3 Things To Think About Before You Write In A New Genre

Most writers read a lot, and many of us read more than one genre.

These days I mainly read suspense, thrillers, and mystery. I used to read a lot of horror and supernatural fiction. And now and then I read mainstream fiction and classics.

Liking to read multiple genres often leads to wanting to write in more than one of them.

But is that a good thing?

Before you switch genres, a few things that are worth thinking about:

Audience Size

At first it seems like a larger audience would be better. I thought so when I switched from supernatural thrillers and horror to suspense/mystery.

But a large audience presents its own challenges.

  • It’s harder to reach a very large audience because there’s no one specific place to go to find them.

Mary Higgins Clark sells a ton of books per year. So does James Patterson. Almost anyone who likes fiction has probably read at least one if not many of their novels.

Which is the problem.

People who love vampire paranormal romance will likely look for more of those types of books. They may join Facebook groups or like pages devoted to that type of fiction. Or search sites like Amazon, Kobo, or Apple Books for “paranormal romance” or vampires.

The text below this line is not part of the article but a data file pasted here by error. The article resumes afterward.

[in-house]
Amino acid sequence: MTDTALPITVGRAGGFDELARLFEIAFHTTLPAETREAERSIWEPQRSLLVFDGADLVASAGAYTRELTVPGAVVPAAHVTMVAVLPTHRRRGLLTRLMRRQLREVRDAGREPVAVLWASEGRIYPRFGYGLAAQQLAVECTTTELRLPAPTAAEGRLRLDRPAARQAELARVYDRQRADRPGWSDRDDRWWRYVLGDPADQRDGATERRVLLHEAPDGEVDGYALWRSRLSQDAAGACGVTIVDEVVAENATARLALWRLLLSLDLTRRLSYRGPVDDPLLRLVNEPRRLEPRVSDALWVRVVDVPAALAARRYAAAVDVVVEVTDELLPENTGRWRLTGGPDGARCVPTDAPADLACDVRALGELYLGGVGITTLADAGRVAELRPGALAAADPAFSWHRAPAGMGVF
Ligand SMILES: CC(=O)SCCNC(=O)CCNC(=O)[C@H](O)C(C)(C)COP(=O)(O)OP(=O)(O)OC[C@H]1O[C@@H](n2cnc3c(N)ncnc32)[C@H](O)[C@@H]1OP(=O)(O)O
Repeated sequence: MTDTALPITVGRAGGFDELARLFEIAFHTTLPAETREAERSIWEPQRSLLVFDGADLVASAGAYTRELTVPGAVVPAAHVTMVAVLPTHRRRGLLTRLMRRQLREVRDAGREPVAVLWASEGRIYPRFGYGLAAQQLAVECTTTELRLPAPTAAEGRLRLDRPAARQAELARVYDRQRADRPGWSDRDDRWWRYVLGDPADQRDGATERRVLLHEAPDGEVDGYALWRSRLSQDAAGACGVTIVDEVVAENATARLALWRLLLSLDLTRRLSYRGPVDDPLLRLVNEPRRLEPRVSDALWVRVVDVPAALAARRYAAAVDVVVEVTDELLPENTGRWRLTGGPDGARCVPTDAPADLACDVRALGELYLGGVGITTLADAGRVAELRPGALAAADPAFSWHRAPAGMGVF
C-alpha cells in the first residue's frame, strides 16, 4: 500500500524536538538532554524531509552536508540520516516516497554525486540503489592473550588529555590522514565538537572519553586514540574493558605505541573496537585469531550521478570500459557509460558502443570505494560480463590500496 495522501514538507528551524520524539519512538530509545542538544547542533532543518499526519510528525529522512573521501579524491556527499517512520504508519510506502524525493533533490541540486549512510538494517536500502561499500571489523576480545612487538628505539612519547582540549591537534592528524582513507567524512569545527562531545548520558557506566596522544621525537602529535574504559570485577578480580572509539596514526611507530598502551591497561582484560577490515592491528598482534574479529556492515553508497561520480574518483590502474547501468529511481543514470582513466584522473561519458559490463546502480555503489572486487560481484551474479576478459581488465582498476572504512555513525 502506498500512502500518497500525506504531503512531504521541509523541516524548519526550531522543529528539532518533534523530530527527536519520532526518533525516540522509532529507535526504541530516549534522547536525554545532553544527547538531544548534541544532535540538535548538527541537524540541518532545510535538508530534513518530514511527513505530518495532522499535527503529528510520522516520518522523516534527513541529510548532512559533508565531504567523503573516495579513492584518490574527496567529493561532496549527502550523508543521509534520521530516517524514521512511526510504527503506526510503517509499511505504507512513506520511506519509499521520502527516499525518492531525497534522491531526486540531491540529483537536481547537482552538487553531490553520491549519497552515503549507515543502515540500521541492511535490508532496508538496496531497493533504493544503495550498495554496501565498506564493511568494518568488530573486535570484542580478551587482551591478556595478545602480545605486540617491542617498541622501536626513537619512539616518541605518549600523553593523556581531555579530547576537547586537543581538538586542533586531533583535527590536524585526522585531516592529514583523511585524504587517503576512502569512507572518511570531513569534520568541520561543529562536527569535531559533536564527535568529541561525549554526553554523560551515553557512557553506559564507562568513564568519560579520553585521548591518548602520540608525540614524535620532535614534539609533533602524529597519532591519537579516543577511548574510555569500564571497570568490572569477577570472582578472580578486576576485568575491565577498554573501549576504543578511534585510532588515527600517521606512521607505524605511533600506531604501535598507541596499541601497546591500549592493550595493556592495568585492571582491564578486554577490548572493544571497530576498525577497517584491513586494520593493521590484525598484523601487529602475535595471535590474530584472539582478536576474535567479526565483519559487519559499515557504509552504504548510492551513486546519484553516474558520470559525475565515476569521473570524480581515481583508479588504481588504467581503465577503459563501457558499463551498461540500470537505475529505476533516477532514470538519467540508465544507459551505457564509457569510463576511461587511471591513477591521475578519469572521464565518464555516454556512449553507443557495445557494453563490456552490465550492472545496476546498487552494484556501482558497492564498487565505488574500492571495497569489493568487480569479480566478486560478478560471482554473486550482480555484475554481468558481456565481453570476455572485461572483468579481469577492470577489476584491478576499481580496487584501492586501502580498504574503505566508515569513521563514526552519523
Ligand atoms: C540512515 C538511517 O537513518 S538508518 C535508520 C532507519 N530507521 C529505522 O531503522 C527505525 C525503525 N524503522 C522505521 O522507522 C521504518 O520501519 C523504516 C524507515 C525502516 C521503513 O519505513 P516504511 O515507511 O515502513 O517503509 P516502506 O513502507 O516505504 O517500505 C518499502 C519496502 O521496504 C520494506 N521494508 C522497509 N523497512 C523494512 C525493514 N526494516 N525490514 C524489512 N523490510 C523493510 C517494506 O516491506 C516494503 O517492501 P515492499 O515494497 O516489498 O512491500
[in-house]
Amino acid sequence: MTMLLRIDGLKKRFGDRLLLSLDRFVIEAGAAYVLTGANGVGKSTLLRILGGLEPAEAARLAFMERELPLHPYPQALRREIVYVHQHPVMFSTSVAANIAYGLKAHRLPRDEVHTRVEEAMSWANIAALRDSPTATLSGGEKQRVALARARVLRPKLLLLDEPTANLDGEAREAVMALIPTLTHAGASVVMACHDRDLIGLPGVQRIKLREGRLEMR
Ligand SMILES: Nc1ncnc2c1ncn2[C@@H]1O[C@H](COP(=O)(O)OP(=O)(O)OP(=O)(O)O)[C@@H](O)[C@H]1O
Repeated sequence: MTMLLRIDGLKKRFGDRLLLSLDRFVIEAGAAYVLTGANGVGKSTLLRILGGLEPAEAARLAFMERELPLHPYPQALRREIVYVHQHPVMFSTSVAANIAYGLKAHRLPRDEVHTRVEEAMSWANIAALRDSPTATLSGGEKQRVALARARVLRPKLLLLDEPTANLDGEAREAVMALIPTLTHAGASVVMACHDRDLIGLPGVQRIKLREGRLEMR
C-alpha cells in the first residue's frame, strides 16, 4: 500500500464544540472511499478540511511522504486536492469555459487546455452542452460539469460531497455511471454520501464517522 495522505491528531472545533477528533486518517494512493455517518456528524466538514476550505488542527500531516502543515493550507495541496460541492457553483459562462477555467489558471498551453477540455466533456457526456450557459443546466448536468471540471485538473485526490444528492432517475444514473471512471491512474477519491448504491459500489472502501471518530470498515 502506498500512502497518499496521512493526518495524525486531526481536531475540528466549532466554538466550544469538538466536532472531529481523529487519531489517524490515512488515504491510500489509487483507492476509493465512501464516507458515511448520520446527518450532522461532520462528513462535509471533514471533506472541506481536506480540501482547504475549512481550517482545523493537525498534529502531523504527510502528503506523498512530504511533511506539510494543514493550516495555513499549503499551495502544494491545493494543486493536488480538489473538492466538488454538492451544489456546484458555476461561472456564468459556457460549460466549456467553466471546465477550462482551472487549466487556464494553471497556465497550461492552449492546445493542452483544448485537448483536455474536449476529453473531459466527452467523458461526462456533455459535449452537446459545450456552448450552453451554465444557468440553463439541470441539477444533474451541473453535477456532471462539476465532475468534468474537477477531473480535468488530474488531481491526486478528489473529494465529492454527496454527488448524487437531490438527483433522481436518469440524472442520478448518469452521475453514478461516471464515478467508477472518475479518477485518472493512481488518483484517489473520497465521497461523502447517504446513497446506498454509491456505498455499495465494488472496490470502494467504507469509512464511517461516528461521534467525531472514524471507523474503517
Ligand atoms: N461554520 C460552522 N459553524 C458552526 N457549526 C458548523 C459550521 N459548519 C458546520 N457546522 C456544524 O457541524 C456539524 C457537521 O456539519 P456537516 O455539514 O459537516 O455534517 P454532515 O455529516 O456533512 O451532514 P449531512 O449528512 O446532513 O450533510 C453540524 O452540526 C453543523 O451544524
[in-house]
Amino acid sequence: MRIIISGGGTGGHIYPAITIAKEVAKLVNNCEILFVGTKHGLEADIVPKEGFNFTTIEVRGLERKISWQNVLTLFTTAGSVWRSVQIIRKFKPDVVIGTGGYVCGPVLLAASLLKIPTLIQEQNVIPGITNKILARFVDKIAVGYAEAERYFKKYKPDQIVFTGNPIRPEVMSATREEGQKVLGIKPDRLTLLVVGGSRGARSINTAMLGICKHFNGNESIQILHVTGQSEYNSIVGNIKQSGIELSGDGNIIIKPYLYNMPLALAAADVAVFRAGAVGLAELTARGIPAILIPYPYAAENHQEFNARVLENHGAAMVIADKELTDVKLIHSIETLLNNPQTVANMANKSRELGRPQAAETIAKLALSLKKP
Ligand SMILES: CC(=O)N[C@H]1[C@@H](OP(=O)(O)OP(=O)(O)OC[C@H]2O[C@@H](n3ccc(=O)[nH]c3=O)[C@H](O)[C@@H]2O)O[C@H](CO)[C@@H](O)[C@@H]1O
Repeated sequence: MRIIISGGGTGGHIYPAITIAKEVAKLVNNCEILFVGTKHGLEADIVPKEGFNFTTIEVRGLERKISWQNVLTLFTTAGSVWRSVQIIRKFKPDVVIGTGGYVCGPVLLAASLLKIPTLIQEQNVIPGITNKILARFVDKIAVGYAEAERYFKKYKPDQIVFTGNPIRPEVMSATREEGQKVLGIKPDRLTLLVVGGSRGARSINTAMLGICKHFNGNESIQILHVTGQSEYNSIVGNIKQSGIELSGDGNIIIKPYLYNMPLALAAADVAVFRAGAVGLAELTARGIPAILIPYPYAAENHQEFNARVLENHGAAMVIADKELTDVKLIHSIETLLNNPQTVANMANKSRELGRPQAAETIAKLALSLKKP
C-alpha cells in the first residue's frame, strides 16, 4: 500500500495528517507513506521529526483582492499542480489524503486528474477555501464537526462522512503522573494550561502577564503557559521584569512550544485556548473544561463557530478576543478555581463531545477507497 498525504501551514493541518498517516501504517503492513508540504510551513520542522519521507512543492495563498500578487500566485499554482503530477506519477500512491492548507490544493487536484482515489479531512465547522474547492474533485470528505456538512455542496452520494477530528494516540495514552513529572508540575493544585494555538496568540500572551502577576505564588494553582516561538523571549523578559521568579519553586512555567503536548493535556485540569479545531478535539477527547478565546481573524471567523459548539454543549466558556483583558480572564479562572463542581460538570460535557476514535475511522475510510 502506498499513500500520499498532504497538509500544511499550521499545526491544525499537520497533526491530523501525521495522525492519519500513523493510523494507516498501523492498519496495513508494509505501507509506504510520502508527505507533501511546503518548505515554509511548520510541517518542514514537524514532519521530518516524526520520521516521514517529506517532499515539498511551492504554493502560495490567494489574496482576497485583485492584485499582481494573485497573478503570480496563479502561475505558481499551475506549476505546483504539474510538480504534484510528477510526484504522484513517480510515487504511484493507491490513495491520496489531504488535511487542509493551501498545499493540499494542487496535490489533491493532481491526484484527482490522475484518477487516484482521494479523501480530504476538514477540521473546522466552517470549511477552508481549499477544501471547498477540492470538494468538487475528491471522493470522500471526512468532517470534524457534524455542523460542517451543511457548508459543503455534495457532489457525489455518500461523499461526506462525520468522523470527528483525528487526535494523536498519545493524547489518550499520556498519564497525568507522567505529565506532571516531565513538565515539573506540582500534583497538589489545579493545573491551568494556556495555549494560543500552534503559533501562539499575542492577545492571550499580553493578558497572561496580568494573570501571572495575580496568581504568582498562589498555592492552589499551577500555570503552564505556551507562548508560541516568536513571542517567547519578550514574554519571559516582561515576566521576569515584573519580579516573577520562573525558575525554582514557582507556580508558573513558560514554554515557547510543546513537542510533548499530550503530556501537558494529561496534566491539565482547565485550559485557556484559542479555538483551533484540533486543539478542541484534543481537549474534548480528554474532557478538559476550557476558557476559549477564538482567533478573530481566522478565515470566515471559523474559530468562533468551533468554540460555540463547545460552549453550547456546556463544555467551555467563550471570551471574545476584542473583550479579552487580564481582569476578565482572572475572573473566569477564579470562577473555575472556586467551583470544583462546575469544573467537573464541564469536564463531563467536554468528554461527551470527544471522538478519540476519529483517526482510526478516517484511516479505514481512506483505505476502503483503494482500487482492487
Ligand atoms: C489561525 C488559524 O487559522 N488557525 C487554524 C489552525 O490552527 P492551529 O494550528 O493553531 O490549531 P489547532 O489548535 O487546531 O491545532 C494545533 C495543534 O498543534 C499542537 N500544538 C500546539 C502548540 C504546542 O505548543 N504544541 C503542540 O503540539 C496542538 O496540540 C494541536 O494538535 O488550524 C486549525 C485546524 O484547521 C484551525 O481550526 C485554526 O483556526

But a James Patterson or Mary Higgins Clark fan, especially one who only reads a few books a year, can simply wait for the next book. They’re bound to hear about it through an ad, a friend, or a physical book in a store window or on a shelf.

  • Lack of common interests, making it harder to engage in content marketing.

Content marketing means creating written content such as articles, blog posts, or short stories that you give away to draw in readers who might also buy your other work. This article, for example, can serve as content marketing for my non-fiction books on writing craft, though it’d be better if I sold marketing books.

But it’s hard to tell what might be a common interest of fans of major bestselling authors. Sure, Patterson fans might like other thrillers. But they also might just like Patterson.

It’s a little easier to guess related interests of people who like more niche genres.